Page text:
Nesbitt et al suggest risk of 65/100000 (cf diabetes 45/100000)

Idiopathic epilepsy


Causes of death

In childhood majority of deaths unrelated to seizure disorder (i.e. due to underlying condition or co-morbidities)

Causes of death


Sillanpaa shinnar

Long term follow-up of childhood onset epilepsy - 245 children, 40 years, 60 deaths

33/60 epilepsy related deaths

23/60 SUDEP (8 < 19 years)

4/60 status epilepticus (2 < 19 years)

6/60 drowning (3 < 19 years)

Sillanpaa & Shinnar

Epilepsy & Behaviour 2013; 28: 249-55


Mechanisms of sudep

SUDEP is likely to be the consequence of a variety of processes

Likely mechanisms

respiratory

cardiac

‘electrocerebral shutdown’

Mechanisms of SUDEP


Respiratory mechanisms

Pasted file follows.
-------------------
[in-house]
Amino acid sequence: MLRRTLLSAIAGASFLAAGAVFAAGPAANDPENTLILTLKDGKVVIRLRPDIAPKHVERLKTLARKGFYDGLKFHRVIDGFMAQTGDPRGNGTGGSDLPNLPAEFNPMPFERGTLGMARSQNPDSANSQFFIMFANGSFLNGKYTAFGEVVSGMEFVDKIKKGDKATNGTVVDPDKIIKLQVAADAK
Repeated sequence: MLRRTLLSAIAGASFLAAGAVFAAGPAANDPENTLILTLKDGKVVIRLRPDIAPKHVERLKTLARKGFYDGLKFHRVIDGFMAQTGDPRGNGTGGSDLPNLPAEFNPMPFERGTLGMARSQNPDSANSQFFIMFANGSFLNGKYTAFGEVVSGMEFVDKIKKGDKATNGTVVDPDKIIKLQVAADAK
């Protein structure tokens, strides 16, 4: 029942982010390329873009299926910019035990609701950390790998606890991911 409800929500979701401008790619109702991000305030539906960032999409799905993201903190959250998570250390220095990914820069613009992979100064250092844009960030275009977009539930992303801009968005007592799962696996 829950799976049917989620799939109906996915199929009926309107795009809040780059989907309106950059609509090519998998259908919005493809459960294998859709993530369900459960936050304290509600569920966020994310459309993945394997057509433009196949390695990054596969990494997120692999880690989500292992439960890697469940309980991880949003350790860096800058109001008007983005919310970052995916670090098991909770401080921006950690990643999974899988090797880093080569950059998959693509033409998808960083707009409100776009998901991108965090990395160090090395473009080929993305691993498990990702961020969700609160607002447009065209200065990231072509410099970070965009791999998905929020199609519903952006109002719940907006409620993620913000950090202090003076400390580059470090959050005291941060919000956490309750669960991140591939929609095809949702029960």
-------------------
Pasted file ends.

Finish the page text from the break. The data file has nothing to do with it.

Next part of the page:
Most witnessed cases occur with GTCS

Most reported cases had difficulty with breathing

Apnoea a frequent finding in VT recorded seizures

Likely that central and obstructive apnoea plays a role

Respiratory mechanisms


Respiratory mechanisms1

Several postulated mechanisms

Respiratory arrest

Neurogenic pulmonary oedema

Asphyxiation

Recent interest in 5HT defects in SUDEP (Richerson and Buchanan, Epilepsia 2011)

mouse models

5HT role in control of breathing

common pathway with SIDS

Respiratory mechanisms


Cardiac mechanisms

Most important mechanism likely to be cardiac dysrhythmia caused by seizure

bradyarrhythmia

ventricular tachyarrhythmias

role of long QT syndromes

Right hemispheric control of sympathetic cardiac control